While writing my summary of yesterday’s activities I fell asleep because we had a very full day. Amy got onto the internet for a short time, but I was not able to get a summary of May 10th completed. Here goes a real quickie for yesterday.
We spent the day in Belfast, Northern Ireland – United Kingdom. It was by my request that we went to Belfast because I want to better understand the violent conflicts between the Protestants and Catholics that I remember hearing about when I was younger, among other things. We took a Black Taxis tour of the places most impacted by the sectarian violence from the period of the 1960’s through 1980’s. Belfast remains, as far as our limited experience permitted, peopled by those who are fearful, suspicious and lacking in general friendliness. As one man I talked to today said about this observation, “It is little wonder, since they have so much to get over after so much trouble.” I could say so much more – but must move on to today. Amy took ooddles of pictures of the many murals and important things we saw yesterday in Belfast.
DOUG’S DAY SUMMARY: TODAY, Wednesday, May11
Lovely 2-3 hour bus ride from Belfast to Dublin. We wandered around the city with all our 200+ lbs of luggage trying to find our hotel until finally we haled a taxi who took us back to near where we started. The cabby (in contradistinction to our last taxi driver in NY), with his cheerful encouragement and enthusiastic support of our plans for holiday, singled handedly made us feel like we have finally arrived in our Ireland dream trip.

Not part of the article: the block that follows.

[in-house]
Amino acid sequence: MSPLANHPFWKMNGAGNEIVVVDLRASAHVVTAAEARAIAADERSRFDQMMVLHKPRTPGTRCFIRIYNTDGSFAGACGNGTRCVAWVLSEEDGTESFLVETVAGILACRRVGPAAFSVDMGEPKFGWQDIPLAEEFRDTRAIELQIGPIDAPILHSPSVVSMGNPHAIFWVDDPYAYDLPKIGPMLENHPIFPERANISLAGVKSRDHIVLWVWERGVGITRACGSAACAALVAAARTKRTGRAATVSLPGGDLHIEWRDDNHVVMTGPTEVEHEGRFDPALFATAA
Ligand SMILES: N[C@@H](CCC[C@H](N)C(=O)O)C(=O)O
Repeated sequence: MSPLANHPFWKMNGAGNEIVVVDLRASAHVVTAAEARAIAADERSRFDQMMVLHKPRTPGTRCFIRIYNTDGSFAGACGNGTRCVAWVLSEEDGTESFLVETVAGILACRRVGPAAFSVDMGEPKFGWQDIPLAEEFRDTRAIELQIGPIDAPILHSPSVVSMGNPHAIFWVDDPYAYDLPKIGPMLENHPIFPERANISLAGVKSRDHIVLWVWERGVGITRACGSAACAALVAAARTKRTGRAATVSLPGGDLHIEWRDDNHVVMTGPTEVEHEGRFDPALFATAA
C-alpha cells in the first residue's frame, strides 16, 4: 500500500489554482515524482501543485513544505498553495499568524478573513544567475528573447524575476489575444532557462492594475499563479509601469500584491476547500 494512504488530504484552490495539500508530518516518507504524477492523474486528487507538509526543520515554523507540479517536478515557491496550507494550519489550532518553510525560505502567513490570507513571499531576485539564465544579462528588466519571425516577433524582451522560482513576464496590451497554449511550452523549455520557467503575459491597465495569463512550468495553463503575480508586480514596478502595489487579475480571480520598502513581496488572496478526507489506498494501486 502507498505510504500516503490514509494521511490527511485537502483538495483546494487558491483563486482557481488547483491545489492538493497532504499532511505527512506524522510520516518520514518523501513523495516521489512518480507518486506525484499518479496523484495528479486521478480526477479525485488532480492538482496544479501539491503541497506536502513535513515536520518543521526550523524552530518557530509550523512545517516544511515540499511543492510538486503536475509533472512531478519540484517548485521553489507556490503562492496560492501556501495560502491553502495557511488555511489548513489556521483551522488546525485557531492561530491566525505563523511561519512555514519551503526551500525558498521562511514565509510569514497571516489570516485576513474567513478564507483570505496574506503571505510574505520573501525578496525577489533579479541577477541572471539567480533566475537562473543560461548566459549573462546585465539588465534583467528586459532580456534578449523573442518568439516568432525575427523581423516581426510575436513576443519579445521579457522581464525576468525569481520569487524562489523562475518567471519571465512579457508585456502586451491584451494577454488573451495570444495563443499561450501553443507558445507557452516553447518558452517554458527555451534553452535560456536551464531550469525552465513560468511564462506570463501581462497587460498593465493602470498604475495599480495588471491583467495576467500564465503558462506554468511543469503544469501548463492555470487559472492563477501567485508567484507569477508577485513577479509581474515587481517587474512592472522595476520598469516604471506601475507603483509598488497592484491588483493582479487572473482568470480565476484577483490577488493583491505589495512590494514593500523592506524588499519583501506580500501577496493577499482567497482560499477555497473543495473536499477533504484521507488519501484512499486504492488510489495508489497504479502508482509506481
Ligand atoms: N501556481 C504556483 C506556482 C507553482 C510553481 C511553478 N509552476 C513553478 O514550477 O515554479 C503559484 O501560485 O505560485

After we quickly unpacked our gear we made our way to Trinity College for the Dublin walking tour we planned. As it turns out, we were the only ones to show up for the two hour tour – so our guide (John Gibney, a marvelous gentleman with a PH.D in history who does this on the side and for the love of telling the stories of Ireland) spent the next 3 ½ hours tourizing with us. He quickly learned that we have been preparing ourselves diligently for our trip, which turned our time together into serious extended conversations between what felt like friends. It was, providentially, the best possible time we could have had of tourizing. But I hadn’t had quite enough. I asked if he wanted to go get a pint with us. “Sure,” said he, “I have 30 minutes to an hour.” And so we talked even more comfortably. I will have to share more of the details of our time together for another time. After we finally, reluctantly parted, Amy and I walked around to find a nice place for dinner (Traditional lamb stew for me, and Beef Pie for Amy). We walked back to our hotel down the River Liffy, where so much of importance happened in connection with the independence of the Irish from England.
I’ll leave my summary at that for now – more later about this fantastic day!